This brings me to something interesting and also to a few questions. Why are boys looked down upon for playing with dolls? In the Barbie Evolution video, we only see girls playing in the video with the Barbie dolls. Also will they be making different versions of Ken? If the girls in the American Girl Dolls novels and Little Women didn’t play with dolls, would they be seen as “tomboys”? Also in the real world, does “girlhood” mean girls have to play with dolls?

Mattel_TheEvolutionofBarbieSlideshow16 Evolution of BarbieSAM_6802“Truly Me”

7 thoughts on “Girlhood and Dolls”

  1. Whether the new Barbie line promotes inclusivity or continues to be exclusive is something to think about critically, for sure. The company has made new models, but there is still an even larger array of dolls that are the perfectly sized, blonde-haired beauties. This is similar to the Truly Me American Girl dolls; they all look very similar, despite their hair and eye colors, but have the same face and body structures, and non-white dolls are extremely rare. Girls of color, and short or curvy girls, or anyone that is not white and blonde, apparently, have limited options. Also, like you mentioned, where are the boys? They can’t play with them, and the only male doll available is Ken, who possibly has a few “friend” dolls, who has remained the same since the beginning, and doesn’t appear to be changing anytime soon.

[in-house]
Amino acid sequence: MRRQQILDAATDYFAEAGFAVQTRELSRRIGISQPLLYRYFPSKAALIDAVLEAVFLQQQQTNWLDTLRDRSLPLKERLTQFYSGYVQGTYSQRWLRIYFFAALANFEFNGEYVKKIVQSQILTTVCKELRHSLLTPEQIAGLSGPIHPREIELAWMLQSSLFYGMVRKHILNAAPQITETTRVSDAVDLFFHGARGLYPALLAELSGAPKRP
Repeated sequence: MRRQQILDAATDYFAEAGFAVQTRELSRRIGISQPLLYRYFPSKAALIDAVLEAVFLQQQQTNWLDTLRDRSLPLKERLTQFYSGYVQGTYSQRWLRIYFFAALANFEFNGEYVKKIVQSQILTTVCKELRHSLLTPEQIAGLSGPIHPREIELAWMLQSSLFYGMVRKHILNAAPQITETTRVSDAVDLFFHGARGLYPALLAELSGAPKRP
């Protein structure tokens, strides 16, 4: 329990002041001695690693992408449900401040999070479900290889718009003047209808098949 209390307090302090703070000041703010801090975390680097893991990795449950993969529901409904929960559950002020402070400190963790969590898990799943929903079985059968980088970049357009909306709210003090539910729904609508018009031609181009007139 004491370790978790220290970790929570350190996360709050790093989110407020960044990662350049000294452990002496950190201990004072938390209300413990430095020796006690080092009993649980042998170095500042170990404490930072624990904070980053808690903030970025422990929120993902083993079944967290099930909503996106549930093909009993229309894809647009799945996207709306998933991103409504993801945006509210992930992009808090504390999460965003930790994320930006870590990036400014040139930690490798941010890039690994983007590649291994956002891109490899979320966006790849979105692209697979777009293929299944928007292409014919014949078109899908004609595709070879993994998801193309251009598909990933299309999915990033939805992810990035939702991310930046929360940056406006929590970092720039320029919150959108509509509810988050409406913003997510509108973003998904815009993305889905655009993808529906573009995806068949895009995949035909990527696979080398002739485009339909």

2. As far as boys playing with dolls, my cousin’s first child was a boy. Once she became pregnant with her second child, she though buying her son a baby doll would help him understand and relate to his new baby sibling. Once my cousin gave birth to her second child, the older son would change his baby’s diaper while my cousin would change the new baby’s diaper. When he would bring his baby in public he treated it how his mom treated his little sibling, he was not looked down upon. I thought this approach to understanding his new sibling was very helpful for him in this huge adjustment.